By Frank Bosse und Fritz Vahrenholt
Translated/edited by P Gosselin
In February 2016 the sun was well below normal in activity, just as was the case for the previous several months. The observed sunspot number (SSN) was 57.2. The mean of previous cycles 1 to 23 for this month into the cycle is 80.8. This means last month of cycle no. 24 was only 71% of what is normal.
Figure 1: Solar cycle 24 activity so far (red) compared to the mean of cycles 1 to 23 (blue) and the similar solar cycle number 5 (black).
A comparison of all 24 cycles follows:
Figure 2: Accumulated sunspot anomaly for each cycle, 87 months after starting. Each bar shows the accumulated monthly deviation from the mean. The current cycle is the weakest in almost two centuries, since solar cycle number 7.
In total solar activity for cycle number 24 has been a mere 57% of the mean with respect to the number of sunspots. It is very probable that the cycle will be among the 3 weakest since observations began in 1749 and end up in the same category as those occurring during the Dalton Minimum (c1790-1830, SC 5 to 7).
What can we anticipate after solar cycle number 24?
In our last solar report here noted that the first indication for the coming cycle is the strength of the sun’s magnetic polar field during the cycle activity minimum before the start of the cycle. There is still some time to go before we reach this activity minimum, yet we would like to take a glance at the polar fields. The data can be obtained here, and we computed them until the end of February 2016. Here we use the smoothed data (marked with “f” for low-pass filter) because the unfiltered data are characterized by having too much short-term variation.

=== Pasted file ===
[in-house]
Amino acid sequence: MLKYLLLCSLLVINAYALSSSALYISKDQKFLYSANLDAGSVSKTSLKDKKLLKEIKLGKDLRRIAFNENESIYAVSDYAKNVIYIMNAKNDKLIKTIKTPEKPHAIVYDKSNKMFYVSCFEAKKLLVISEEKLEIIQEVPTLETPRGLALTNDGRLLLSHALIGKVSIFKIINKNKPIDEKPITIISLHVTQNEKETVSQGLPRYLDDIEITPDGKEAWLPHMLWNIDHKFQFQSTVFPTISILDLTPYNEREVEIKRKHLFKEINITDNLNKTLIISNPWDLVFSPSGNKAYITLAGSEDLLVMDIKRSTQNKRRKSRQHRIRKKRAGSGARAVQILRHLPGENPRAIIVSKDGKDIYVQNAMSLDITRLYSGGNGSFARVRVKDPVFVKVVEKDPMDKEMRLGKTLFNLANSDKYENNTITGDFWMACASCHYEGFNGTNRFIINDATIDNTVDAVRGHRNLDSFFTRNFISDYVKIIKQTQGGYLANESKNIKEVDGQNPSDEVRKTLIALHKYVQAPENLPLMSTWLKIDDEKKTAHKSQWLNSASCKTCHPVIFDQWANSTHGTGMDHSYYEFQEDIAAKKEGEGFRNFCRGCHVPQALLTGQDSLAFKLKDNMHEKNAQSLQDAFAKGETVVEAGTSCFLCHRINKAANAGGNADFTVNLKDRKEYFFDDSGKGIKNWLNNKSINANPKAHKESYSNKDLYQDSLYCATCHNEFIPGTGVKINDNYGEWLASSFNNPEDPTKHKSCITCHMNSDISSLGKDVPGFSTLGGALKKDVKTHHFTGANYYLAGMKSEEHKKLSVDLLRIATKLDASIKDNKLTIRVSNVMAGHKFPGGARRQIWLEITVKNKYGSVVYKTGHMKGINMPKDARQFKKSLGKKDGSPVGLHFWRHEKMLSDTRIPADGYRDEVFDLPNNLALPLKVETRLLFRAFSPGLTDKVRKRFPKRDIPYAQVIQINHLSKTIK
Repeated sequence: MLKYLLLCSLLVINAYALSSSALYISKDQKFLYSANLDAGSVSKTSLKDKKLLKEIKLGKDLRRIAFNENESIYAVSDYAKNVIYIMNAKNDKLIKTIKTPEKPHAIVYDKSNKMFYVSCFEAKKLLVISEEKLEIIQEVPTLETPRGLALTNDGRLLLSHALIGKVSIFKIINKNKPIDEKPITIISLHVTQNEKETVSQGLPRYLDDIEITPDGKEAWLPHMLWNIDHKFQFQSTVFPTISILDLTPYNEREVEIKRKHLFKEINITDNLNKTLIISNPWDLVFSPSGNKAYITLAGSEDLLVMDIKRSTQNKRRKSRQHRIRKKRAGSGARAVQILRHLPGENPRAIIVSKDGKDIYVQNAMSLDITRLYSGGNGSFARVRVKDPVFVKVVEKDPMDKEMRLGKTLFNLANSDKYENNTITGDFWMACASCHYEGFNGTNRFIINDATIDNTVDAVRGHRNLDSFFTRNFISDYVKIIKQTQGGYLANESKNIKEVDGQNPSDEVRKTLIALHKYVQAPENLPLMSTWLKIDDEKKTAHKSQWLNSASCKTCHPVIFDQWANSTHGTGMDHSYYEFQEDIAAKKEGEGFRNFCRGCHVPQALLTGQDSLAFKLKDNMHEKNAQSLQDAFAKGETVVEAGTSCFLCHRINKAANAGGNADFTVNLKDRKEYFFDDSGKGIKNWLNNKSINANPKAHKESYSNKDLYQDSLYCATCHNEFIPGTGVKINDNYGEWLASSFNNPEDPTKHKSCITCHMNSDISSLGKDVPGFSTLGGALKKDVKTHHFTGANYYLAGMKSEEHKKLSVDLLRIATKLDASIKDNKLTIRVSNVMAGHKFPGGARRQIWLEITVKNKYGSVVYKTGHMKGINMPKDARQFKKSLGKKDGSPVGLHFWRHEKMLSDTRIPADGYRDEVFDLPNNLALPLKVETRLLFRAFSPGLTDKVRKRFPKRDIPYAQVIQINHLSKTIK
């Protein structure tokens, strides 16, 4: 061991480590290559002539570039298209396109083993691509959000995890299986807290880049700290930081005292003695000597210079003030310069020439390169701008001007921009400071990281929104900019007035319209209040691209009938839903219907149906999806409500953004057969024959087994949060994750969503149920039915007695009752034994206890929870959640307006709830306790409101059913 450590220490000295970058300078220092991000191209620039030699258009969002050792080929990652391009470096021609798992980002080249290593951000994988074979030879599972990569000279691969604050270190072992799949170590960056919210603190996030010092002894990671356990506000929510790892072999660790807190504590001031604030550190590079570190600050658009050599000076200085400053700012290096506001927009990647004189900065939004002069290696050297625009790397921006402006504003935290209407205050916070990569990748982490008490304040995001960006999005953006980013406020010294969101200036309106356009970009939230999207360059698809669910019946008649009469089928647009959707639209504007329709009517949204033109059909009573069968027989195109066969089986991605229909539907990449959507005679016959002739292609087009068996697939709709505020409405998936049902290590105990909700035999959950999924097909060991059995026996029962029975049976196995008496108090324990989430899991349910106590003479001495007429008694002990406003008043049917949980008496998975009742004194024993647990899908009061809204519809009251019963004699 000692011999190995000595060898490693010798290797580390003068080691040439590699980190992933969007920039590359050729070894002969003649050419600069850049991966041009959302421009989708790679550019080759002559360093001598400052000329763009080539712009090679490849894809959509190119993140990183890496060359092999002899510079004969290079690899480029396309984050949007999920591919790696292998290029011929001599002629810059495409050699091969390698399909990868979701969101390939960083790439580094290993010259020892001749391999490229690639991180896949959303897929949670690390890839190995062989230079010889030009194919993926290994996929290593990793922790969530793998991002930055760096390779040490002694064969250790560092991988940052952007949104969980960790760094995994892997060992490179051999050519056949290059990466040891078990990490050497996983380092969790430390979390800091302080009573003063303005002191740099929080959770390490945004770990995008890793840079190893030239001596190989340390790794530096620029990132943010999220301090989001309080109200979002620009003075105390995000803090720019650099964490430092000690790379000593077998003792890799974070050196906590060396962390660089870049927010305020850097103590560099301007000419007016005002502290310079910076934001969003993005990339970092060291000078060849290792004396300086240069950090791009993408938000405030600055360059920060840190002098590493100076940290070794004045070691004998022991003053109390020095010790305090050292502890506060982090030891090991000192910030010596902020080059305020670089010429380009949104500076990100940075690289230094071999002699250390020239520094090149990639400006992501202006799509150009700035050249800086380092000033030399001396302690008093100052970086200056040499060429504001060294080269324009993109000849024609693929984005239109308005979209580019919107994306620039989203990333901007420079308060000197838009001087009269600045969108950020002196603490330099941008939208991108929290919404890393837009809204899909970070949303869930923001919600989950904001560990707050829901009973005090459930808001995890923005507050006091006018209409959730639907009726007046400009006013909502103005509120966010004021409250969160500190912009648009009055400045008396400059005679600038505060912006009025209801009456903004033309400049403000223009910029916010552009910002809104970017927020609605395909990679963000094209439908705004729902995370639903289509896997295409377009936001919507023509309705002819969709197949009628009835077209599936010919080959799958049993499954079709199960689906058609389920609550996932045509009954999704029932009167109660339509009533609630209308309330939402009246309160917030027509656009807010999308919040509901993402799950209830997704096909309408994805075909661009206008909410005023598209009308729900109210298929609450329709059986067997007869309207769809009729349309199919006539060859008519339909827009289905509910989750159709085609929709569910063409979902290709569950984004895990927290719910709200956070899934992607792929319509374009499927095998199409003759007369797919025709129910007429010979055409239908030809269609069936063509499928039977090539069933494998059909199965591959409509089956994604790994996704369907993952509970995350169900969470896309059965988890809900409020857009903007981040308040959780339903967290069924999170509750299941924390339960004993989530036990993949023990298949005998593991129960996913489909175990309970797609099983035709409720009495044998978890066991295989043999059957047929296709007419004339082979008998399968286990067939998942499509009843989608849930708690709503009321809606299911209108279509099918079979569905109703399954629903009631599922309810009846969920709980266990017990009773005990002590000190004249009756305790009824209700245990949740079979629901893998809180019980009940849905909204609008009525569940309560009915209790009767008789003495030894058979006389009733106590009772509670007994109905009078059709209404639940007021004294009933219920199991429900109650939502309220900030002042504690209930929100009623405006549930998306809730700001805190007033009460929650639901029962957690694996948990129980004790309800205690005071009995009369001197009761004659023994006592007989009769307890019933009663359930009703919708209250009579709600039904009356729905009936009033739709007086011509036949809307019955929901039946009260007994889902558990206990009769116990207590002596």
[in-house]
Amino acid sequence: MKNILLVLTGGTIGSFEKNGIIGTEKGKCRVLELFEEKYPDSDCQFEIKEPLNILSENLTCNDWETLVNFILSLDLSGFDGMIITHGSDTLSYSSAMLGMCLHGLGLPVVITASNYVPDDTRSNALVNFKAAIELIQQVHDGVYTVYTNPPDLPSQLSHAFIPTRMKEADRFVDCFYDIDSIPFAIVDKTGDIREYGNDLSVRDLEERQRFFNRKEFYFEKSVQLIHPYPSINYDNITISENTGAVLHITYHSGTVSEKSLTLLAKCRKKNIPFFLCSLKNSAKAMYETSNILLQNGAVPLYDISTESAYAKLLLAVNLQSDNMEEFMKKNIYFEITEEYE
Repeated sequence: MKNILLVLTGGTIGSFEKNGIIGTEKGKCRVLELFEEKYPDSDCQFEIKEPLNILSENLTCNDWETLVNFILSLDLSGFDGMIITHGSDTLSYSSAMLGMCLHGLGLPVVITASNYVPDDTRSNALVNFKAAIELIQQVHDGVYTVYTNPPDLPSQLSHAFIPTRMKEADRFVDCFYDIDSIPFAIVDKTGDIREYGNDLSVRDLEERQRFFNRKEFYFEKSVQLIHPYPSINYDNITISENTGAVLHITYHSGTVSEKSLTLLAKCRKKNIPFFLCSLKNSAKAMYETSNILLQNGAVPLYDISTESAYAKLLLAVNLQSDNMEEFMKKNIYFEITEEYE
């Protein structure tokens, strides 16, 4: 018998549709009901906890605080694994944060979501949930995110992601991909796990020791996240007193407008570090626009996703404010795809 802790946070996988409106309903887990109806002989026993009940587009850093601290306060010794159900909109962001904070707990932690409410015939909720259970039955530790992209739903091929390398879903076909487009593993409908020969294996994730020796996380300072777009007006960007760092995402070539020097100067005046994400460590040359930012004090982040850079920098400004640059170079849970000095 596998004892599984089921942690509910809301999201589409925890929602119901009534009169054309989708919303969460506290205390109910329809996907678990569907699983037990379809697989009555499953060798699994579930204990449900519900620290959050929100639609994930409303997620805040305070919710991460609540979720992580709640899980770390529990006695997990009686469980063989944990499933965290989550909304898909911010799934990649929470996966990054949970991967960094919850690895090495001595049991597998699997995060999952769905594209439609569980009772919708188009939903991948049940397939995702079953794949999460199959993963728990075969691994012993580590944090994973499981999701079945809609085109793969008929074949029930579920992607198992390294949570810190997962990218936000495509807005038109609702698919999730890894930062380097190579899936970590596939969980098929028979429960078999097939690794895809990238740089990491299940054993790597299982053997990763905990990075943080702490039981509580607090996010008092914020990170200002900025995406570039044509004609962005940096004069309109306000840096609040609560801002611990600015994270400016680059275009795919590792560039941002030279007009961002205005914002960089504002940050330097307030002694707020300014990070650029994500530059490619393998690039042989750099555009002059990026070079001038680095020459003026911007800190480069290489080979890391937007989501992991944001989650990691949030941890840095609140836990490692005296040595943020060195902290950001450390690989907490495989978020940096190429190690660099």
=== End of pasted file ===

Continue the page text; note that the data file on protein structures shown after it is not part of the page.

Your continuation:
Figure 3: The smoothed data series of the sun’s polar magnetic fields: the mean value (black), the northern hemisphere (Nf, blue) and the inverted southern hemisphere (-Sf, red).
The polar fields oscillate phase-shifted with sunspot cycles: During the maximum the polar fields have a pole reversal (zero-pass) and vice versa. After the SSN maximum of 2013 especially the fields of the NH are growing significantly slower than the pole reversals measured since the mid 1970s. The SH (red in Fig. 3) is behaving completely normally and is pushing the mean (black in Fig. 3) upwards.
Next we look at the differences between the hemispheres:
Figure 4: The hemispheric differences of the sun’s polar fields. Positive values show stronger NH fields while negative values show stronger SH fields.
We recognize that different fields strengths are not unusual. Except for the polar reversal of SC24, which occurred in 2013, we note that over the entire cycle since 2008 fields in the SH were stronger than the NH and currently we have the largest difference between the fields since 1976.
A number of papers have looked into this phenomenon, e.g. Munoz-Jaramillo et al. (2013) and Ashish Goe et al. ( 2007). They connect asymmetry of the polar fields with a hemispheric decoupling of the solar dynamo. The latter paper also discusses the topic that a strong solar dynamo asymmetry was one of the reasons behind the Maunder Minimum (a phase of very low solar activity from 1645 to 1715).
It is at least worth looking into the varying differences of the sun’s polar field strengths. We will see what happens over the next 1 to 2 years as by then the fields will have reached the maximum and thus possibly make a forecast for the following solar cycle 25 quite robust.